Snakehead foregrounds its lead actress to magnificent effective, offering a film far more singular than its generic setup suggests.
Snakehead starts with a rather deceptively benign premise that promises a much more generic film than is actually on offer. A Chinese immigrant gets mixed up with human trafficking while attempting to make a better life for herself and her family, blah blah. What ends up on screen, however, is more of a tight, pulpy thriller with a minimum of exposition, some economical performances, and an exhibition of shrewd cinematography.
Sister Tse (Shuya Chang) arrives in New York illegally, in a cargo container. Years ago, she abandoned her infant daughter to send her to America, and now she’s here in a perhaps futile attempt at redemption. But she’s also in debt to the cartel of smugglers that delivered her, to the tune of tens of thousands of dollars. Indentured servitude is one thing, but Tse immediately displays to her “keepers” that she’s more than just a janitor or prospective sex worker, and pretty soon she’s running increasingly shadier errands for local boss Dai Mah (the legendary Jade Wu) and her dangerously foolish son, Rambo (Sung Kang).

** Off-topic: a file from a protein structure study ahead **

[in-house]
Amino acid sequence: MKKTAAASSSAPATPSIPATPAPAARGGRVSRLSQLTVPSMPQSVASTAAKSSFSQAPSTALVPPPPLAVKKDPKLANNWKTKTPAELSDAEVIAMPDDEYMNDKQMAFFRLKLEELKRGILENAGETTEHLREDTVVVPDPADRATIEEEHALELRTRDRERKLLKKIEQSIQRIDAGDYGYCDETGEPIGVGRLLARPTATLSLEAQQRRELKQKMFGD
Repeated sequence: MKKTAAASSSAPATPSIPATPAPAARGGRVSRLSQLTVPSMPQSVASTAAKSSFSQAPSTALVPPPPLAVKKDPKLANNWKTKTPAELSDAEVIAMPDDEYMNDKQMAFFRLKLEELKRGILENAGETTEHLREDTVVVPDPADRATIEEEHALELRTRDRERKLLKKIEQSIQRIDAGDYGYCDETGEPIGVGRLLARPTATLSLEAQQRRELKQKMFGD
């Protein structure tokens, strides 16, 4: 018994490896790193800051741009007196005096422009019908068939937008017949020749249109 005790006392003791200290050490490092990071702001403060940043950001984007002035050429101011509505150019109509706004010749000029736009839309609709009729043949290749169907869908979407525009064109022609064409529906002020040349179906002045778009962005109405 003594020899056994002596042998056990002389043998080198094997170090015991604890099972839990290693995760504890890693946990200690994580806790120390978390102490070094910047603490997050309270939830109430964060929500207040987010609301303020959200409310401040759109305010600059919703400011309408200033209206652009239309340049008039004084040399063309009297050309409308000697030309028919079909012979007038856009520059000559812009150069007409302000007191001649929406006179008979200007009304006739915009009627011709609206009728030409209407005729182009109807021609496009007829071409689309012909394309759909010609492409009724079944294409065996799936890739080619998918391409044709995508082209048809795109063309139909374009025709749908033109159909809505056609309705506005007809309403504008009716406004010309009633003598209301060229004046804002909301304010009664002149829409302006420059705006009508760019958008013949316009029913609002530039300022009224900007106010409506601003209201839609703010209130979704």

Chang’s performance is truly remarkable, a portrayal of a woman who’s able to cross moral boundaries not because she’s ambivalent or unfeeling, but because she’s singularly intent on survival. This ultimately does not become a story of redemption or of justice, but of simple pragmatism, and the tiny acts of trust and kindness that ambition affords. As Tse’s relationship with Dai Mah deepens, of course, ripples appear in the stream (especially as regards a friendly family Tse wants to help get into the country without the burden of debt), and eventually even some bodies start to stack up, but she never wavers, and Chang manages to stay almost monotonous in her affect and posture with only micro changes in expression. (Hopefully, this role brings about some real clout for her.)
Director Evan Jackson Leong knows his muscle here, and he makes the most of his lead actress. The camera rarely ever shies from her countenance or her purposeful walk or her steely eyes. Even when the other characters seem dangerous (especially Kang, in a small but crucial role as a sort of Elmore Leonard-style antagonist, deadly because of his stupidity), or when Tse appears trapped, Leong centers the compositions on his leading lady; it’s her decisions that will ultimately steer the narrative and the images. It’s just one of several critical decisions that sets Snakehead apart from so many similarly-shaped narratives.
Originally published as part of NYAFF 2021 — Dispatch 4.